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Excerpt from the Introduction of The Newfoundland Diaspora: Mapping the Literature of Out-Migration by Jennifer Delisle


While many Canadian provinces, particularly other Atlantic provinces, have experienced out-migration for similar reasons,1 Newfoundland’s population loss stands out for its sheer numbers, at times reaching a net rate of more than 6 percent of Newfoundlanders aged five and older (Statistics Canada). Moreover, this statistic does not include the significant amount of seasonal migration that brings Newfoundland labourers back and forth several times a year. As of 2003, Newfoundland’s expatriate community was estimated at a total of 220,000 (Royal Commission i)—a staggering number considering that the province’s population in that year was just 512,500. This long period of population loss may finally be slowing; in 2008 and 2009 the province experienced a brief population increase for the first time in fifteen years (Statistics Canada). Yet census data since then again show an annual population loss to out-migration. The province’s unemployment rate remains the highest in the country, at 13 percent as of June 2012 (Statistics Canada).

Out-migration has not been limited to former fishers or young blue-collar labourers. Professionals and artists have also left. Others have left in search of better education. Aging parents have followed their children to their new hometowns in Toronto or Fort McMurray in a “second wave” of out-migration (Royal Commission 39). While not every Newfoundlander’s reasons for leaving are the same, together they have formed a culture of out-migration, in which leaving is often expected or considered inevitable, and in which returning is a powerful but often unfulfilled dream. Together, these migrants constitute a Newfoundland diaspora.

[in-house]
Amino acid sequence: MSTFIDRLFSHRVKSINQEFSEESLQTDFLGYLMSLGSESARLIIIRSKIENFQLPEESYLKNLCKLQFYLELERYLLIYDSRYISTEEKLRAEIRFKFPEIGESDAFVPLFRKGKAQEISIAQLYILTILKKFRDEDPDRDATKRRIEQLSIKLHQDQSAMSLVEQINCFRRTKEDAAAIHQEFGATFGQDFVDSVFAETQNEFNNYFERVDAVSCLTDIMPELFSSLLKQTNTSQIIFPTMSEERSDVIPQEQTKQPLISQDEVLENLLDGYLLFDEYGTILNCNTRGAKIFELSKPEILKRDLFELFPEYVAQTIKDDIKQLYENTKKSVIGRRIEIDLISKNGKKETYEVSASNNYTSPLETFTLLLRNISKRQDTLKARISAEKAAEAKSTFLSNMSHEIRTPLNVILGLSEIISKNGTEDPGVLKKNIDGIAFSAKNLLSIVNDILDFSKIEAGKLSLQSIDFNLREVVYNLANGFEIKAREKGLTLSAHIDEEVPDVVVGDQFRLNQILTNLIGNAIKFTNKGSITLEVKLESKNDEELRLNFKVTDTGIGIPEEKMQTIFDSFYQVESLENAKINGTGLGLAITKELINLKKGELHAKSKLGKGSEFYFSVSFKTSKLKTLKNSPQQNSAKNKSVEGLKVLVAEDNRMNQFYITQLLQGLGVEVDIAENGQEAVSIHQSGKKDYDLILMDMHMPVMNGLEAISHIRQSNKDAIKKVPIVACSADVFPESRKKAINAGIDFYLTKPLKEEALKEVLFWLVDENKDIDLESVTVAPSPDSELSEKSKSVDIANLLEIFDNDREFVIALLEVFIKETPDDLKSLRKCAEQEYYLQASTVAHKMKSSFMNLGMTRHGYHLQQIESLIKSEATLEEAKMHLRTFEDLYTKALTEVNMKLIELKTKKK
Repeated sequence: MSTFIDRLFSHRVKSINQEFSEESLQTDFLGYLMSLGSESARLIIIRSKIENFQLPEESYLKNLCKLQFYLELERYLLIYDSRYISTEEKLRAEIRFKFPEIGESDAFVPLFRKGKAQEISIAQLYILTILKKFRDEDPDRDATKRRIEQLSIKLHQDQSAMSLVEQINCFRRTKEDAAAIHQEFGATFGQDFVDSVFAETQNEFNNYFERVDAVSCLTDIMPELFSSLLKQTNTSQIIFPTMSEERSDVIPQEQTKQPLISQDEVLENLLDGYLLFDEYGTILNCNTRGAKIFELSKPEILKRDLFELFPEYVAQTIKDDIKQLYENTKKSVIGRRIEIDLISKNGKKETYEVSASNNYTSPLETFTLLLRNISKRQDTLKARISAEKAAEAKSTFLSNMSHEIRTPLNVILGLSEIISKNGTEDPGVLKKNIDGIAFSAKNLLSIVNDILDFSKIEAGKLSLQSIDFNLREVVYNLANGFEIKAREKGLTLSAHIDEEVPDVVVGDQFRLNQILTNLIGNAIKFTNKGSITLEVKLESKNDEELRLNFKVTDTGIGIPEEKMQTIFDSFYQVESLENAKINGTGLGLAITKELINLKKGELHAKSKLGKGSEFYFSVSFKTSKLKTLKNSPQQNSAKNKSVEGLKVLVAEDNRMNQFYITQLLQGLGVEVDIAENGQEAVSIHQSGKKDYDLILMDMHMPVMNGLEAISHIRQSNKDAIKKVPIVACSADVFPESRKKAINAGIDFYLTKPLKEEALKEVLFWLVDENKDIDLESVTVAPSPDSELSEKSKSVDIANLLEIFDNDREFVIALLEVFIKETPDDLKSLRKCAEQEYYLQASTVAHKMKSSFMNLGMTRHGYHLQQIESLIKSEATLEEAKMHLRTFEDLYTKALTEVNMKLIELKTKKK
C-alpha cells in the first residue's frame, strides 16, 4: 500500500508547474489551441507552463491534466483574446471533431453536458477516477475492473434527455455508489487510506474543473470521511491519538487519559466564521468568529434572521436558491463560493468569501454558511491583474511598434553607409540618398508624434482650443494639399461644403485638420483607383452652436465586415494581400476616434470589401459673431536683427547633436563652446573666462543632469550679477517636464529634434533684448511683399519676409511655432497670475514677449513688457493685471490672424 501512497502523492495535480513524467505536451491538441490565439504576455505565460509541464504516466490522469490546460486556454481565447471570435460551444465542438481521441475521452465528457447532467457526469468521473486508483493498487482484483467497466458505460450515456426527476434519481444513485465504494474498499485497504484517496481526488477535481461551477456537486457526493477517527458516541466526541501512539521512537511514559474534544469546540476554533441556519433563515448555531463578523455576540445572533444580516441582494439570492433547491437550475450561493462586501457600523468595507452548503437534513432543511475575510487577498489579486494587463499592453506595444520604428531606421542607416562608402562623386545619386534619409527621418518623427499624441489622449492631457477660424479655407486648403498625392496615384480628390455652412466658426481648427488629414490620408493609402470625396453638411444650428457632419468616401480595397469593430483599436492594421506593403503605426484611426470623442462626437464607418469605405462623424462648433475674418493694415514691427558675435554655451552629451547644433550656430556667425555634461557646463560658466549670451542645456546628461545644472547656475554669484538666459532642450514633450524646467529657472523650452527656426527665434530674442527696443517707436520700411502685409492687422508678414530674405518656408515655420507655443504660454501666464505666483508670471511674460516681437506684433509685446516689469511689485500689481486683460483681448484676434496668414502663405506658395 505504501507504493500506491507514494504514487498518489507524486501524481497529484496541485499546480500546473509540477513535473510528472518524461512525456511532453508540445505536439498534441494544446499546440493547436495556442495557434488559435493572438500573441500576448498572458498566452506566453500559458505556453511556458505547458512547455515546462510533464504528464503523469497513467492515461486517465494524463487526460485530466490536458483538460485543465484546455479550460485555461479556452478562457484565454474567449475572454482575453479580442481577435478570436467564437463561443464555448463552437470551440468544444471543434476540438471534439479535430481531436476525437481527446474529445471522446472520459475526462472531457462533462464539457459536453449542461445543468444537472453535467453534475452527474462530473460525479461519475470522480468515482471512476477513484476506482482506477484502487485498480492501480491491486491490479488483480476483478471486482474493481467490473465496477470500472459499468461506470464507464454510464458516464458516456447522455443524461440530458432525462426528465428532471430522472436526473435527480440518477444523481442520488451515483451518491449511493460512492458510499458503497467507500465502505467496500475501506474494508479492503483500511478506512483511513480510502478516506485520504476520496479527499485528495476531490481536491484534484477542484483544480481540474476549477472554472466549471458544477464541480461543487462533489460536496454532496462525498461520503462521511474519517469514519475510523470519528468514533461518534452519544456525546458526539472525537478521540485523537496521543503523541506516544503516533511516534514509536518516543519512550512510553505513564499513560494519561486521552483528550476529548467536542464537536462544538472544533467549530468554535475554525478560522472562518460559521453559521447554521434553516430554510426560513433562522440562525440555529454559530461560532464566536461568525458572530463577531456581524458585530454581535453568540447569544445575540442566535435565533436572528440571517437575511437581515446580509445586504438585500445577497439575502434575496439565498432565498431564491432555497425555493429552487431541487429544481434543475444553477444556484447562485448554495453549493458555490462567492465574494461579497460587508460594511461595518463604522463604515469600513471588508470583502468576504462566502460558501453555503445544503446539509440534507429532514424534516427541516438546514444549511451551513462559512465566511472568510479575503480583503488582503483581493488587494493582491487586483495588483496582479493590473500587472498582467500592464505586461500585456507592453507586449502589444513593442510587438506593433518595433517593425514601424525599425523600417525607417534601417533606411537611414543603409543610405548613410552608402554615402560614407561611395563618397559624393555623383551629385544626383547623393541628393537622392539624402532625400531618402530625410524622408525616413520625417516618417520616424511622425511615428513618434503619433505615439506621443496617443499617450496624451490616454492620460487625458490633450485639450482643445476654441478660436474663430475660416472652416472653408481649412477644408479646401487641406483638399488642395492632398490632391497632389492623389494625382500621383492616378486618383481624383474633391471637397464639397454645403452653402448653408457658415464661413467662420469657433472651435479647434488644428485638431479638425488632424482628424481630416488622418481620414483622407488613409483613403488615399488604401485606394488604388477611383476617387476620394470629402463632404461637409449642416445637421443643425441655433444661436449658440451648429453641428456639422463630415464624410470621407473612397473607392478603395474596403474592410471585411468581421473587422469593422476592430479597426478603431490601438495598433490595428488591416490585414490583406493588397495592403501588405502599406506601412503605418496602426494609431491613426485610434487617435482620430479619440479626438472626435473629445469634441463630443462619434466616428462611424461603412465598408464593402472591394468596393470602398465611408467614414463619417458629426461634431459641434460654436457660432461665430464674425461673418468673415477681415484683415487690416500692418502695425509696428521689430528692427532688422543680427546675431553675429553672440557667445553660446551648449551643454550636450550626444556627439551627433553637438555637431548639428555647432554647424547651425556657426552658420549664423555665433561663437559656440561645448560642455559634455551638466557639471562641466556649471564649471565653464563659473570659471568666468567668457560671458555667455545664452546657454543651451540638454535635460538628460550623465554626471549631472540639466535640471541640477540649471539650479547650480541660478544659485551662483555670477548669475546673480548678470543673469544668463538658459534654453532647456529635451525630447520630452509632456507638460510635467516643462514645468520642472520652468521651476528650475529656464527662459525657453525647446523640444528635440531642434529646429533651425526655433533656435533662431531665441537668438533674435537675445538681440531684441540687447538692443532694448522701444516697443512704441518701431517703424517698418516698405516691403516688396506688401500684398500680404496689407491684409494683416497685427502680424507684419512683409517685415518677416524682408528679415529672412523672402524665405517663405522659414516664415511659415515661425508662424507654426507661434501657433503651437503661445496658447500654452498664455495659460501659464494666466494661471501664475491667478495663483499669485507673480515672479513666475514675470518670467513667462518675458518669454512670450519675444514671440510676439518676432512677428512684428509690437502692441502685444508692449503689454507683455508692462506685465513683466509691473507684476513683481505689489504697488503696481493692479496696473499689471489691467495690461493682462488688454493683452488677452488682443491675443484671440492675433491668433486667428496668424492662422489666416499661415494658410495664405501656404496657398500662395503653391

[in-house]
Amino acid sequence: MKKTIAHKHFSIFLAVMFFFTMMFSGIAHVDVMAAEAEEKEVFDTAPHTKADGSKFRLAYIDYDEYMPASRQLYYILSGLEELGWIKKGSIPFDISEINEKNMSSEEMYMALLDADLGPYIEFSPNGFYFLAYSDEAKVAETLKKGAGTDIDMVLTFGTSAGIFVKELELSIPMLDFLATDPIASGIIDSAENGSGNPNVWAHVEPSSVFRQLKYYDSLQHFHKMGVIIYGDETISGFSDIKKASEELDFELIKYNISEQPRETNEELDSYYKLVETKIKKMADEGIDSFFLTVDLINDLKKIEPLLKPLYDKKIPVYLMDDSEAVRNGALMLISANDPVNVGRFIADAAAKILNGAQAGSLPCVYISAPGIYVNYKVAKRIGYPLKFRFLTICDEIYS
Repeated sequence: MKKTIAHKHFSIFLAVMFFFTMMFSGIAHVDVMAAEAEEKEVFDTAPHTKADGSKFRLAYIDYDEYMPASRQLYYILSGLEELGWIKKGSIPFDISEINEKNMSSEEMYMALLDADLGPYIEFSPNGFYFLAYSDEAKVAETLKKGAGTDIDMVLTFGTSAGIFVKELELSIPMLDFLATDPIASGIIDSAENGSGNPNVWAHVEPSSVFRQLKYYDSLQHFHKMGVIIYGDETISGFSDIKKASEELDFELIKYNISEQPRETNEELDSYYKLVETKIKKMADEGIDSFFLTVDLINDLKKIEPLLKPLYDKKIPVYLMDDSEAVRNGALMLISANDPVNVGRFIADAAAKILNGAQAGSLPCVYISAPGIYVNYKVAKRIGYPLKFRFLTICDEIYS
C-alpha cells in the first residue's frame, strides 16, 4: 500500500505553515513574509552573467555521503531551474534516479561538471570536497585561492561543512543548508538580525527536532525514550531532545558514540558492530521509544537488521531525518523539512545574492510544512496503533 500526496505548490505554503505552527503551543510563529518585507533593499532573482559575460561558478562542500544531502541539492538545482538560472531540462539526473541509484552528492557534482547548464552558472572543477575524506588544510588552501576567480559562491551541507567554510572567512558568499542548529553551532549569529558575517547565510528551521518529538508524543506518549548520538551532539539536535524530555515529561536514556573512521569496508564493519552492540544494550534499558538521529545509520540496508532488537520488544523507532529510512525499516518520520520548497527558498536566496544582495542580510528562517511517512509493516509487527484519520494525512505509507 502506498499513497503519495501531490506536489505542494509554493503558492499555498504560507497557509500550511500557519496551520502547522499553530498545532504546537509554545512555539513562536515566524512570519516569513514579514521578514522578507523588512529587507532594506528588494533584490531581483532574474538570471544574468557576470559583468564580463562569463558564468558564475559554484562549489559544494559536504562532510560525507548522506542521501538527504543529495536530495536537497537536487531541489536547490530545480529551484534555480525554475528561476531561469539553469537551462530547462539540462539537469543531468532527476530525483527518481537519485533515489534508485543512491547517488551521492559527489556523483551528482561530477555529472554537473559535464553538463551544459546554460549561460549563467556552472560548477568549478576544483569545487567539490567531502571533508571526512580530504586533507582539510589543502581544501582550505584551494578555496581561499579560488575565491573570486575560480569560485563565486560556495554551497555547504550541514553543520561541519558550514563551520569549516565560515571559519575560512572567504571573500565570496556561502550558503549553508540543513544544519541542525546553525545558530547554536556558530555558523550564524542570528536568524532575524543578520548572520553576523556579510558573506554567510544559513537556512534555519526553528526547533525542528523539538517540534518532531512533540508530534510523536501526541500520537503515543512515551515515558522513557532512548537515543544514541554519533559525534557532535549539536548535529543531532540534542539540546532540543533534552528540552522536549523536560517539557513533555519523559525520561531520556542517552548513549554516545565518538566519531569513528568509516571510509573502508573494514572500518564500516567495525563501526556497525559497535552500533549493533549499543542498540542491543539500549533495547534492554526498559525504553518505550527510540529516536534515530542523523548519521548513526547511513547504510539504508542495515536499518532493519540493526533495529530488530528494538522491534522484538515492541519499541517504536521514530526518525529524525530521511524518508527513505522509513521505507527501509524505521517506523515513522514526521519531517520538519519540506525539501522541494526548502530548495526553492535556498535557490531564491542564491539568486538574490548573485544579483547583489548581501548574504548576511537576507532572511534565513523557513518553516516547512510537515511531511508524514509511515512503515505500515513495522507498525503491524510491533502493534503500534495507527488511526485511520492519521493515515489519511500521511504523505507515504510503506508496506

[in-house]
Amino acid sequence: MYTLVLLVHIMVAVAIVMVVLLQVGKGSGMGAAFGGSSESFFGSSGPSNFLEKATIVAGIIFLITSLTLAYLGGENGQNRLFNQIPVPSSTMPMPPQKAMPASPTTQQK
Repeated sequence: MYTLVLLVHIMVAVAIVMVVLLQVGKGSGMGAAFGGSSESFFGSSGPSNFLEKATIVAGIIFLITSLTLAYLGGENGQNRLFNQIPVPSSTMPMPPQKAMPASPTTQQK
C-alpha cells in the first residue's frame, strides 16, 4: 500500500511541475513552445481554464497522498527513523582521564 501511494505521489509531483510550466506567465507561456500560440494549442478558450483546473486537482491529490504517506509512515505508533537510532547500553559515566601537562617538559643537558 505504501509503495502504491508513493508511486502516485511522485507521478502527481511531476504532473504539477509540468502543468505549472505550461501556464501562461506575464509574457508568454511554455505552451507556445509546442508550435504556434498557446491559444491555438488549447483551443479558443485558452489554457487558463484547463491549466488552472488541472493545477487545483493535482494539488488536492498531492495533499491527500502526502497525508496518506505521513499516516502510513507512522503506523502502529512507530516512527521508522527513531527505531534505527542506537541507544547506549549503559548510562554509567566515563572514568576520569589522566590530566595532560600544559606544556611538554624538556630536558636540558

This book examines how this diaspora has impacted Newfoundland literature, both as the subject of much of the work and as a condition from which many writers write. In Newfoundland, critics have explicitly connected the development of a distinct literature to the massive change resulting from Confederation, the government resettlement program of the 1940s and ’50s, and the collapse of the fishery (Gwyn; Rompkey, “Colonial”). This book argues that much of Newfoundland’s current literary production is also a result of, or a response to, diaspora. The idea of a “Newfoundland diaspora” does not just refer to the post-cod-moratorium outflux, then, but to a larger social phenomenon that has shaped Newfoundland literature and culture. Malcolm Macleod’s review of Helen M. Buss / Margaret Clarke’s Memoirs from Away suggests the way in which the Newfoundland diaspora can be considered in terms of a broad literary history: “‘Memoirs from away’ is the title of this one book, but it is a fitting label for a whole category of writing about Newfoundland. While Newfoundlanders have been massively re-locating themselves in North America for 120 years, literary elements in the diaspora have often penned accounts of displacement, adjustment and nostalgia for a distant, past homeland” (98). This migrant literary tradition can be traced back to the early twentieth century and the poetry of E.J. Pratt and the stories and essays of the Montreal-based magazine The Atlantic Guardian. Contemporary narratives of out-migration also frequently locate themselves within a long historical diasporic trajectory, so that Wayne Johnston’s memoir of family and displacement, Baltimore’s Mansion, for example, looks back at the retreat of one of the colony’s first settlers, Lord Baltimore, as the beginning of a social pattern. In this book, then, rather than moving chronologically through the texts, I take a comparative approach, examining how diaspora influences writers of diverse eras and genres, and how diasporic subjectivity intersects with the theoretical flashpoints of affect, authenticity, nationalism, and ethnicity.